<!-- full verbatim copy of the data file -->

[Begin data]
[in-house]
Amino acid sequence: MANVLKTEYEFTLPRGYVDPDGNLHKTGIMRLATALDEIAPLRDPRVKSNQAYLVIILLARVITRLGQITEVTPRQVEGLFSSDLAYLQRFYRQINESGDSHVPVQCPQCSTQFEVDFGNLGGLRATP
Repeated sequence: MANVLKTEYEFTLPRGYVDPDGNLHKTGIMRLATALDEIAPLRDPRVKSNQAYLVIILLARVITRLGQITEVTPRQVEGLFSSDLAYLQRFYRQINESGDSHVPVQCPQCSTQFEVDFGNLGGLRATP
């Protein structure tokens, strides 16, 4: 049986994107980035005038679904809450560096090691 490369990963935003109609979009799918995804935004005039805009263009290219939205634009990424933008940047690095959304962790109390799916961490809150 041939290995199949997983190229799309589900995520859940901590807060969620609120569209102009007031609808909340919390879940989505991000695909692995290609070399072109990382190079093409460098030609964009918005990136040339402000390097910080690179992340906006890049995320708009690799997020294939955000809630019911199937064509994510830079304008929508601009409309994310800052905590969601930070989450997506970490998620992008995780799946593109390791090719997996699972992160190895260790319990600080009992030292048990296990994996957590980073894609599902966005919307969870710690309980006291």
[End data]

[in-house]
Amino acid sequence: MANVLKTEYEFTLPRGYVDPDGNLHKTGIMRLATALDEIAPLRDPRVKSNQAYLVIILLARVITRLGQITEVTPRQVEGLFSSDLAYLQRFYRQINESGDSHVPVQCPQCSTQFEVDFGNLGGLRATP
Repeated sequence: MANVLKTEYEFTLPRGYVDPDGNLHKTGIMRLATALDEIAPLRDPRVKSNQAYLVIILLARVITRLGQITEVTPRQVEGLFSSDLAYLQRFYRQINESGDSHVPVQCPQCSTQFEVDFGNLGGLRATP
């Protein structure tokens, strides 16, 4: 049986994107980035005038679904809450560096090691 490369990963935003109609979009799918995804935004005039805009263009290219939205634009990424933008940047690095959304962790109390799916961490809150 041939290995199949997983190229799309589900995520859940901590807060969620609120569209102009007031609808909340919390879940989505991000695909692995290609070399072109990382190079093409460098030609964009918005990136040339402000390097910080690179992340906006890049995320708009690799997020294939955000809630019911199937064509994510830079304008929508601009409309994310800052905590969601930070989450997506970490998620992008995780799946593109390791090719997996699972992160190895260790319990600080009992030292048990296990994996957590980073894609599902966005919307969870710690309980006291």